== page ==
After thirty years, Paul Verhoeven's Total Recall remains a brilliantly engaging sci-fi cult classic starring Arnold Schwarzenegger as the working-class everyman on a mind-bending heroic fantasy on Mars. In Europe, StudioCanal celebrates the action-packed spectacular's 30th Anniversary on 4K Ultra HD as a five-disc Collector's Edition box set. The UHD features an impressive Dolby Vision HDR video, a highly-engaging Dolby Atmos track and a treasure trove of bonus goodies. Overall, the package of this Verhoeven favorite is Highly Recommended for hardened action fans everywhere.
An excerpt from my recent review of the movie:
"Aside from the nostalgic fondness, the script by Dan O'Bannon and Ronald Shusett, the same pair that penned another sci-fi classic in Alien, also landed with some highly intriguing concepts. Most fascinating are a class struggle theme and secret desires for a meaningful life cleverly underscoring the violent mayhem moving the plot. Quaid is a regular Joe suddenly growing apathetic at the monotony in his bourgeoisie existence, possibly feeling it's all just an illusion. Arguably, the visit to Rekall, a company that implants fake memories, accidentally makes him conscious of this illusion. Investigating its origins reveals the manipulation of a major corporation by the wealthy elitist Cohaagen (Ronny Cox). He wields his power to suppress the lower class by controlling the basic essentials for a decent life, like oxygen, all of which is represented by the mutants of Mars, a lovely David Cronenberg contribution. In Quaid's fantasy for creating purpose out of the mundane, he is the ultimate working-class hero, defeating those who profit from the lives and material labor of others.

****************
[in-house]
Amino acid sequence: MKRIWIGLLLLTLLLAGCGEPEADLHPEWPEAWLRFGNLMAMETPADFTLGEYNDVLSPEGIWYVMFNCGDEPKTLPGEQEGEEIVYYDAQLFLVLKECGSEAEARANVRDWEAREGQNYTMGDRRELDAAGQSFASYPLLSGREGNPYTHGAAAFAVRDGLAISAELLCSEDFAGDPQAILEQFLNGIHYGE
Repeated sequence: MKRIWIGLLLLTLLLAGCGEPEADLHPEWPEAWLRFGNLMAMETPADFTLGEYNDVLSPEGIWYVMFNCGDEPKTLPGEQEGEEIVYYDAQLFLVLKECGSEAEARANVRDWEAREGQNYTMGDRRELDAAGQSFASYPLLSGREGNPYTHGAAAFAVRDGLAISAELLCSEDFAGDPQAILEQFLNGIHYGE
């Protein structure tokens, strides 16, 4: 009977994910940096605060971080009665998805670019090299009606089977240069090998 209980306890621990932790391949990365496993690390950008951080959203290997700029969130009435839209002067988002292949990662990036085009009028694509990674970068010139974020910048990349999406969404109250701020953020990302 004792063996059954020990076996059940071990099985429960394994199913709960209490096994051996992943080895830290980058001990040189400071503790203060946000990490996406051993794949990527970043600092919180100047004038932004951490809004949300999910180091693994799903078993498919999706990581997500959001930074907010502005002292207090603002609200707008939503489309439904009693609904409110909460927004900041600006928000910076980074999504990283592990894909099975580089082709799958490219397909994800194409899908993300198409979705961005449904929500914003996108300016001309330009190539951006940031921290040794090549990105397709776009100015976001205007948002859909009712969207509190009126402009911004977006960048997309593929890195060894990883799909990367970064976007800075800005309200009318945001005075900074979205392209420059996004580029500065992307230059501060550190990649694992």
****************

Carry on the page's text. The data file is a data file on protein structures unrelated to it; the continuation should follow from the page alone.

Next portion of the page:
"I can keep going on and on and on about this highly entertaining sci-fi actioner, the type moviegoers like to call a "thinking man's action movie." There's a great deal more happening in Paul Verhoeven's Total Recall, and I can spend hours picking the whole thing apart. My favorite aspect still remains never knowing if it actually happened or if it's all part of Quaid's vacation fantasy. The bright light at the very end could mean something really did go wrong, and he's just been lobotomized. Or, Quaid did indeed get his money's worth by living the most realistic dream of his life, bringing up larger philosophical questions on the dilemma of appearance vs. reality. I could go on, but I'll just stop for now and instead watch Total Recall again because honestly, it's more fun to allow the mind to enjoy the journey through Quaid's possibly deluded fantasy of heroism, which coincidently plays out like an action spy thriller."
After watching Total Recall yet again for the n'teenth time, I simply love all the many different layers we can enjoy in this wonderful piece of cinema. To add to that last line in the previous paragraph, and we continue down that rabbit hole of the story being in our hero's deluded fantasy, Quaid models himself after the fictional heroes of blockbuster actioners where bullets conveniently miss him, but he seems to mow down goons without fail. He is also able to walk away from fights with barely scratch, even when confronted by knives or a monstrous vehicle designed for crushing rocks and digging underground tunnels.